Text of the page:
We switched to small group ministry model at Victory some time ago because we realized that discipleship cannot happen in a crowd.  Back in Shangri La days, the church grew by huge numbers yet we weren’t sure how many were effectively being discipled.

Even Jesus had his small group of guys he was coaching and mentoring.

It has been the strategy we felt was applicable and effective.  Strategy is defined as a plan of action inteded to accomplish a specific goal.  Any strategy should be simple and easy to implement.

Understandably, we are open to other strategies if we see that something will work better but at this point, small groups is the way to go.

Why do we feel it’s applicable and effective?

1. Small groups help us engage people for Christ.

  • Many are willing to first attend a small group environment before coming to church.  “Some want to belong first before they are willing to believe.” (Andy Stanley)

2. Small groups equip every member to be a minister.

  • Ministry is not limited only to those who are in “full-time”.  Ephesians 4:11-12 tells us that the full time ministers job is to equip the people to do the works of ministry.

3. Small groups empower more people to serve.

  • Church has looked like a basketball game all too often – 10 players badly needing some rest, while 10,000 people who badly need some exercise, watch .

4. Small groups help establish authentic community.

  • Discipleship is relationship.  We’ve heard that all too often.  It’s relationship with God, with other believers and with the rest of the world.  Small groups help establish authentic community with fellow believers.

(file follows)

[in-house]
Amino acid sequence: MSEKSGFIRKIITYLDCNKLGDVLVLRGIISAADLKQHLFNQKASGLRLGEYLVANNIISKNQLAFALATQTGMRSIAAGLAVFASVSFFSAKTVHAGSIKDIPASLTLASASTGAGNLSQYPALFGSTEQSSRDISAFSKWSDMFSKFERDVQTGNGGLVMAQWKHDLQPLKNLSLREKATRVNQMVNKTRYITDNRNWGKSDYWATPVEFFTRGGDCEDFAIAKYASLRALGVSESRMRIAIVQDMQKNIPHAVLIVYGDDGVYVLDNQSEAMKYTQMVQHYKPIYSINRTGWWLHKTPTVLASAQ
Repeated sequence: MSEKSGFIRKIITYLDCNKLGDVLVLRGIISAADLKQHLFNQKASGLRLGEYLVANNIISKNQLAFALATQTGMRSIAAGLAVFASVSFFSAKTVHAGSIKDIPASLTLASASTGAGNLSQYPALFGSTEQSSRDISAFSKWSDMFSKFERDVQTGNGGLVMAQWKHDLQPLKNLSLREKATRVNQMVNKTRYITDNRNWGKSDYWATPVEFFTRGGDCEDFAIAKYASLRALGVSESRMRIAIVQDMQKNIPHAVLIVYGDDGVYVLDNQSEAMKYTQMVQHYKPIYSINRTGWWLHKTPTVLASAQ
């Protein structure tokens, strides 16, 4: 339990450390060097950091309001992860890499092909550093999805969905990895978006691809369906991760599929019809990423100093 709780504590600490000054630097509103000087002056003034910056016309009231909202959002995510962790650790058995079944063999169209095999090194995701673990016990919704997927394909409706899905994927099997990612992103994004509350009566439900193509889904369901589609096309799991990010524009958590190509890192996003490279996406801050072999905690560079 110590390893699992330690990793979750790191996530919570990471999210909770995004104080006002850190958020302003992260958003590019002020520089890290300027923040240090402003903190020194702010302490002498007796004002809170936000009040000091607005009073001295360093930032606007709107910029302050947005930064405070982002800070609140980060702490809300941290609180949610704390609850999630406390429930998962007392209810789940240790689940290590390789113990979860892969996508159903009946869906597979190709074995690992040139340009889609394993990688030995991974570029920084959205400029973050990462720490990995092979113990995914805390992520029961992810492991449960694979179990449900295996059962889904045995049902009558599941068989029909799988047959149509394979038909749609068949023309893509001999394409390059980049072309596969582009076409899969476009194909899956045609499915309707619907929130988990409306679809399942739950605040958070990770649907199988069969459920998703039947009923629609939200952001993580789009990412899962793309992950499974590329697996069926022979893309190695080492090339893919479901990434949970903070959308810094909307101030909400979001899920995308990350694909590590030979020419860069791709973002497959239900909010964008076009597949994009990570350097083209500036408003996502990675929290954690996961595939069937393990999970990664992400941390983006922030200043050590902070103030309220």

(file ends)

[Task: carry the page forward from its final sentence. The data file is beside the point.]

5. Small groups offer maximum flexibility.

  • Small group meetings can be anywhere – Starbucks, Pancake House, basketball court, office, at home… anywhere!

6. Small groups allow us to be better stewards of what God has given.

  • With small groups going on in many different locations, the need to have huge facilities will be at minimum so we can re-channel the funds for other ministry opportunities.

7. Small groups remove major growth limitations.

  • One of the major limitations to growth for churches is venue limitations.  Our Ortigas church meets in a very small space in a mall yet has more than 8,000 people.  How can this be?  Small groups!

So… what do you think?…  Let’s go!


joaquin-bp3For some divine reason, I just know that God has something in store for our youngest, Joaquin. Found to have 2 big tumors in his brain when he was 4 months old in his mommy’s tummy which miraculously disappeared within 2 months and now to this – suffering from a condition doctors call “Kawasaki”. God really must have something for this kid.

With the ongoing ordeal our youngest is going through, I remembered Pastor Jim Lafoon’s statement years ago that never left me. He said, “When the devil attacks my camp, I go into an all out war against him and I bombard his camp with everything I’ve got!”

Jenn asked me this afternoon at the hospital on my way out if I was going to preach at the 5 and 7 pm services. I said, “Yes. You bet!” Did I have I have a well crafted message prepared? Not really, but I was absolutely ready to fire away!

On my way to church today, I was fired up! I wasn’t going to take things sitting down. When the enemy attacks our camp, I am going to go on all out war against him – I will pray, preach with all my heart, serve God with everything I have till the very last breath.

“Paolo, are you not afraid announcing an all out war against the enemy?” Absolutely not! You can give this blog link to him to read, send him my podcast and tell him personally for all I care but what I know is that greater is He who is in me than he who is in the world.

My favorite kids pastor, Bill Wilson once said, “Hit the devil with whatever stick you have in your hand. Whatever he throws at us, we can use to throw it back to him.”